You have probably heard of meditation, and a member of your care team may have recommended that you try it. You may have done research on how to meditate and you may have stumbled on a form of meditation called “Transcendental Meditation technique (TM).” What is TM? What makes TM different from other types of meditation? How can you benefit from this form of meditation?
What is transcendental meditation technique?
TM is method of meditation and self-improvement that focuses on awareness. Those who practice TM give themselves 15- 20 minutes twice a day in quiet, with their eyes closed and usually seated.1 The objective is to transcend worries and anxieties to a silent and calm place within your own mind. It is supposed to refresh and empower the person who is meditating, on a physical and mental level, by reducing cortisol (a hormone that is directly related to stress) levels.1 This is supposed to give your mind and body a restful state and help to decrease anxiety and depression, while allowing your mind and spirit to grow. Over 6 million people worldwide practice TM in settings such as businesses, military, schools, and even governments.2
How does transcendental mediation technique differ?
There are many forms of meditation available. If you have a smartphone and look up “meditation app” there are dozens of applications that are available, many at no cost. Most conventional forms of meditation follow four basic principles: a quiet space with minimal distraction; a specific position or posture (though in the case of some forms of yoga, this can also focus on movement); a focus of attention, usually breath; and an open attitude toward any distractions you come across.3 These forms of meditation usually help to make you aware of your distractions, but work to allow you to let them to come and go without being upset by your distractions. TM works to allow you to go beyond your distractions to a quiet place of rest inside of yourself. The purpose is not to clear your thoughts, but rather to go outside of them.2
While other forms of meditation can be inexpensive (usually the cost of an app and/or a subscription, or the cost of a yoga class) and are guided by a teacher, or in the case of some apps, even a celebrity voice, TM is taught by certified teachers in a class setting.2 There are no books, CDs or apps that can teach TM. TM has a larger up-front cost than most other forms of meditation. Currently, it costs just under $1000 for the TM course fee, though there are reductions in price for students (just under $500 for a college/graduate student, just under $400 for high-school and lower students). There are group rates, and grants for those with financial difficulty. It should be noted that the cost includes not only the cost of the classes but also lifetime follow-up.2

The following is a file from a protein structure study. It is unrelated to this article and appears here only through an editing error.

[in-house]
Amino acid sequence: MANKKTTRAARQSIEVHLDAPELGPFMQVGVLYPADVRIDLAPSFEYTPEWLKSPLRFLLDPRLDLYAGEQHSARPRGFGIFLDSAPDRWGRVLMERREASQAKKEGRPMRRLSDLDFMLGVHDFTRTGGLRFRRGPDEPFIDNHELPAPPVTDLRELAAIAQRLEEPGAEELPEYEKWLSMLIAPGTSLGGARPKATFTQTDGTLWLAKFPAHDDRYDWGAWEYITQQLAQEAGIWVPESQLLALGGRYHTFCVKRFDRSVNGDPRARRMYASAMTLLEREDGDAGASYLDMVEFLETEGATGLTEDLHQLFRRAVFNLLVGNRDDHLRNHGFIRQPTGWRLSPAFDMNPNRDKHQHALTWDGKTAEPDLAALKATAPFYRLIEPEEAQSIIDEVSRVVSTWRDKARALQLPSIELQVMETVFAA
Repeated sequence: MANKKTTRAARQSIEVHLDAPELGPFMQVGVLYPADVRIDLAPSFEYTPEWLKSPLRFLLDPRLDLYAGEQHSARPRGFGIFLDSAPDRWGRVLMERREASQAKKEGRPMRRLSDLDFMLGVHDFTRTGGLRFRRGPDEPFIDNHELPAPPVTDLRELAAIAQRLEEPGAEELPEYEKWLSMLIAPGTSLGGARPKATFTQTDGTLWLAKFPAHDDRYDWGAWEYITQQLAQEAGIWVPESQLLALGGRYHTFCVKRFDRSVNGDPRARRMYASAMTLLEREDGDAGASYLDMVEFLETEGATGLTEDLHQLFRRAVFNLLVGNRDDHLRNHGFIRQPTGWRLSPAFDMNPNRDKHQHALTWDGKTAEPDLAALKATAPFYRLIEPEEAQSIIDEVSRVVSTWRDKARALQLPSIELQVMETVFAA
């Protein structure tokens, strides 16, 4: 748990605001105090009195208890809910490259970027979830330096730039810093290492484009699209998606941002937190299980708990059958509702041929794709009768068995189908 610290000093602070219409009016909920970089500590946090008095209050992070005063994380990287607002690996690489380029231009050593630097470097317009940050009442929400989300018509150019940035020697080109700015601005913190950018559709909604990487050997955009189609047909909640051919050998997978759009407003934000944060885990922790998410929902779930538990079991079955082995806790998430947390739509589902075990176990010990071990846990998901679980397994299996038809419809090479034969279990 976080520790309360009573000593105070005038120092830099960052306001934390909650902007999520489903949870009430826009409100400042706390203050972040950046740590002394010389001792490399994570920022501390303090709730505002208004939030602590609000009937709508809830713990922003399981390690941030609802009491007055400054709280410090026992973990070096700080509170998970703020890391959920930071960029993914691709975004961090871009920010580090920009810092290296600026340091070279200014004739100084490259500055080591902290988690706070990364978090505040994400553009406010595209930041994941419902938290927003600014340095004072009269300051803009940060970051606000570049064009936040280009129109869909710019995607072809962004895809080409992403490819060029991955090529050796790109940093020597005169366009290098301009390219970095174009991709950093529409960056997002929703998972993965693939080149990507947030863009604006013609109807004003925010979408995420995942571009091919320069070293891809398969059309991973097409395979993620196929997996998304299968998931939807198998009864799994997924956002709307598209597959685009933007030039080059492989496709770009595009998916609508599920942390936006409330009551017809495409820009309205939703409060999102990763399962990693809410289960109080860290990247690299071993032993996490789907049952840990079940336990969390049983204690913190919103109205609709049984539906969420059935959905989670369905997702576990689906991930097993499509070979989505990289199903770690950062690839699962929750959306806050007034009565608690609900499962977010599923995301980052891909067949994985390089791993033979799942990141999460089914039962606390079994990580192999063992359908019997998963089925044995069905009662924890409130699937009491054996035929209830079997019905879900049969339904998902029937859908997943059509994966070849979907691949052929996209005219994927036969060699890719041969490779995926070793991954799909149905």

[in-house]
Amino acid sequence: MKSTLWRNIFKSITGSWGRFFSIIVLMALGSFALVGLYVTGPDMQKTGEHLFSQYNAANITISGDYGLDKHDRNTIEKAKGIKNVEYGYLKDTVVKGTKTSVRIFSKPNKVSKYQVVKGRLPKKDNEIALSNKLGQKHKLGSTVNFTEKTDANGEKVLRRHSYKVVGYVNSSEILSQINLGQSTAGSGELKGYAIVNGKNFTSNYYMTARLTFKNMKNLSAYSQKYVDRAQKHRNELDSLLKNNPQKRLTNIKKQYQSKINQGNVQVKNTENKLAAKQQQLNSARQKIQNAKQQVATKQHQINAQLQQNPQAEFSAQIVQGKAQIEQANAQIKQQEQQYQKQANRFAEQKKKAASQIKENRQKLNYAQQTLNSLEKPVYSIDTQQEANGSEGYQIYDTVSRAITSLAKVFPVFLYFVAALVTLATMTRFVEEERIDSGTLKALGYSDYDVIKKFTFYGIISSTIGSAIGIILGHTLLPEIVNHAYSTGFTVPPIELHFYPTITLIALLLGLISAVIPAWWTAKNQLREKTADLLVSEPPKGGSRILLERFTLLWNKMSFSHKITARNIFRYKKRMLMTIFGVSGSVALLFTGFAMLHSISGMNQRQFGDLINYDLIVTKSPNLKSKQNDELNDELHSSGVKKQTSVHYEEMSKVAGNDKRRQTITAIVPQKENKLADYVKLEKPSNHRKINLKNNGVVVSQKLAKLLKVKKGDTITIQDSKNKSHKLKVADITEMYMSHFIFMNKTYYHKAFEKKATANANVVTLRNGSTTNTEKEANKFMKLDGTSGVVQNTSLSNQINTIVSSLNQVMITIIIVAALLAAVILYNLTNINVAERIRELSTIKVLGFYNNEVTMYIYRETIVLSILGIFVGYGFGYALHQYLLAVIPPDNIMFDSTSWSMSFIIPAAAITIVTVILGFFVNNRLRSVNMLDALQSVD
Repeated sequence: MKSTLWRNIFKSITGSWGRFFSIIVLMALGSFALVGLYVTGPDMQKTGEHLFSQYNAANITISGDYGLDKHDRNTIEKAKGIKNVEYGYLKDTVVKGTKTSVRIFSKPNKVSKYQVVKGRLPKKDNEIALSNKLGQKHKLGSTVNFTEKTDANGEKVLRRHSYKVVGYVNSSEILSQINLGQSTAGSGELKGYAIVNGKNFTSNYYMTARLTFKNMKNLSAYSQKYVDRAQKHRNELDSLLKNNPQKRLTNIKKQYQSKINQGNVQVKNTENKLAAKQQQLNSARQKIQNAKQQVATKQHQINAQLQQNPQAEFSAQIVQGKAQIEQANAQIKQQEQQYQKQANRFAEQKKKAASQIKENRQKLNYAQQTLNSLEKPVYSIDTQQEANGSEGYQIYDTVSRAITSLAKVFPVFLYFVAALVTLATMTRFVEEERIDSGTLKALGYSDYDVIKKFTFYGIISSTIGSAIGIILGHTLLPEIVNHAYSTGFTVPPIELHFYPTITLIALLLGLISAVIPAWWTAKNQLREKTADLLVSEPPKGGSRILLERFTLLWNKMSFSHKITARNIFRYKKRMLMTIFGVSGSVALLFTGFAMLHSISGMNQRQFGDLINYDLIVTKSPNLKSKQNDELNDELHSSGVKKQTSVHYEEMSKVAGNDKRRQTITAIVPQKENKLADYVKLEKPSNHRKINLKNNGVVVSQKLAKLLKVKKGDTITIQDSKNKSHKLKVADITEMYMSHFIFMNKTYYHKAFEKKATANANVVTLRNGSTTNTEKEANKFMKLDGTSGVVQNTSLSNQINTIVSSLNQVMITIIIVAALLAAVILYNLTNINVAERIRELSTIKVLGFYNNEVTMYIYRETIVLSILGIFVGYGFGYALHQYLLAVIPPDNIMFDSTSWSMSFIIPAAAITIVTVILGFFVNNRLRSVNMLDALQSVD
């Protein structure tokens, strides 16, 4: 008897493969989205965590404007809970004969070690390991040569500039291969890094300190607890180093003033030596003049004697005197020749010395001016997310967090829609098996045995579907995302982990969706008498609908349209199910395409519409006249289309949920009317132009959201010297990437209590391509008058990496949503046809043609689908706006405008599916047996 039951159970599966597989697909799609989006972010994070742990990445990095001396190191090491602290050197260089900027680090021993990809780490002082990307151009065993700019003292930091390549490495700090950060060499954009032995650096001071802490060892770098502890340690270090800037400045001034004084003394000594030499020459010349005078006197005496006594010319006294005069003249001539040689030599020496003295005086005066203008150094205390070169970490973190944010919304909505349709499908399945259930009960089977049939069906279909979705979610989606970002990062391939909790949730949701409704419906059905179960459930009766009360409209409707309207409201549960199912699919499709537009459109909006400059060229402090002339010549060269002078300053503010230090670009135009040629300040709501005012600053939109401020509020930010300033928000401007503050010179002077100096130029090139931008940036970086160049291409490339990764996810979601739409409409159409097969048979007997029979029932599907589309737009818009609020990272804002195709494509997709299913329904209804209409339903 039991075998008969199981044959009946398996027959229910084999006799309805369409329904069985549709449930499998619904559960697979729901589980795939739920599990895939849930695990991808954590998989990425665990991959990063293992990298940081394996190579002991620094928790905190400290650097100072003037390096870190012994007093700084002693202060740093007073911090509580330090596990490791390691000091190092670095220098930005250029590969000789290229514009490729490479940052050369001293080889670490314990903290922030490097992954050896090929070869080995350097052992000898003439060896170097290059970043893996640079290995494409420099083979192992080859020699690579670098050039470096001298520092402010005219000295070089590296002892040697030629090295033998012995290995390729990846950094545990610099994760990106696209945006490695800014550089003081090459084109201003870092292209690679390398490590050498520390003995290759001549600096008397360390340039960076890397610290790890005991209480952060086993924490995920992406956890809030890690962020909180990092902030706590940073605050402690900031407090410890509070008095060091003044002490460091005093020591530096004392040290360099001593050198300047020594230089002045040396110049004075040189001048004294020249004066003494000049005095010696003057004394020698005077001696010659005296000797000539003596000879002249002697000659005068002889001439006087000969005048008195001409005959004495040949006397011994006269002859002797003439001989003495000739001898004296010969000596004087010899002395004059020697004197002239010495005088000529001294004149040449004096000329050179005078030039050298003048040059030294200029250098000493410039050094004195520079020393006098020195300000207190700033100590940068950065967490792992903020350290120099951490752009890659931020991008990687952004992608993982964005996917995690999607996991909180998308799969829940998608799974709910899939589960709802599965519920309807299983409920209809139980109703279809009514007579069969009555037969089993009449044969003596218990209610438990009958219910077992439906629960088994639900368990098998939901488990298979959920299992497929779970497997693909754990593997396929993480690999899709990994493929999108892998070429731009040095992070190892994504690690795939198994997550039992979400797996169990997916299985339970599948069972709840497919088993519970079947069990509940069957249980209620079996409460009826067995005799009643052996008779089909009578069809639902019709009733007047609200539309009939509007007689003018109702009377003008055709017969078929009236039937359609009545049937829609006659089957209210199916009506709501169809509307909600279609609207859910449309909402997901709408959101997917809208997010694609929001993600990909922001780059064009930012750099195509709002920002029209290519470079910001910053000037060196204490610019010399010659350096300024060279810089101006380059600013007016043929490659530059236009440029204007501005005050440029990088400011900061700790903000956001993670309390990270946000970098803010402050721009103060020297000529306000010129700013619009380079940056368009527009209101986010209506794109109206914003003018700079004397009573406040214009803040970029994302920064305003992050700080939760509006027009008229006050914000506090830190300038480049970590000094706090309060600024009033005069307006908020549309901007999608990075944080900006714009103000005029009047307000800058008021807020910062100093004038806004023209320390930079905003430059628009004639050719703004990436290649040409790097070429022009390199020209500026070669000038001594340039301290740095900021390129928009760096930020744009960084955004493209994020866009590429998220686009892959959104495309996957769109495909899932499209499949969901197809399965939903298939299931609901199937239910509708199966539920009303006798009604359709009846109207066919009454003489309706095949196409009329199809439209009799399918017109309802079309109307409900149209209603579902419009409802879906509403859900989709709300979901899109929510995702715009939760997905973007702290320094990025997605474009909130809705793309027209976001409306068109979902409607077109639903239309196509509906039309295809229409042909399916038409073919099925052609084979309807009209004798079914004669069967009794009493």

How can I benefit from transcendental meditation?
TM is supposed to benefit anyone who has stress and anxiety in their life, but it can be especially helpful for someone who is going through a serious, chronic illness. Beyond the mental and physical relaxation and calm, TM is supposed to help those who use it find clarity and strength.4 There are studies that suggest that TM can help with mental health and emotional well being in women who are being treated for breast cancer.4 Stress is known to have negative effects on all aspects of health, including cancer diagnoses. TM can help reduce stress, which can be beneficial for the body both physically and mentally.4 TM can also be beneficial for families and caregivers of cancer patients, who can also experience tremendous amounts of stress as they watch loved ones go through treatment.
TM has many pros and cons and you should weigh these as you try to decide if TM is a good fit for you. There are free information sessions available, and you are encouraged to attend them, as they are prerequisites to the TM course. As always, you should talk to your healthcare team and see if they have any hesitations about any limitations you may have to participating in TM.
How old were you when you were diagnosed with metastatic breast cancer?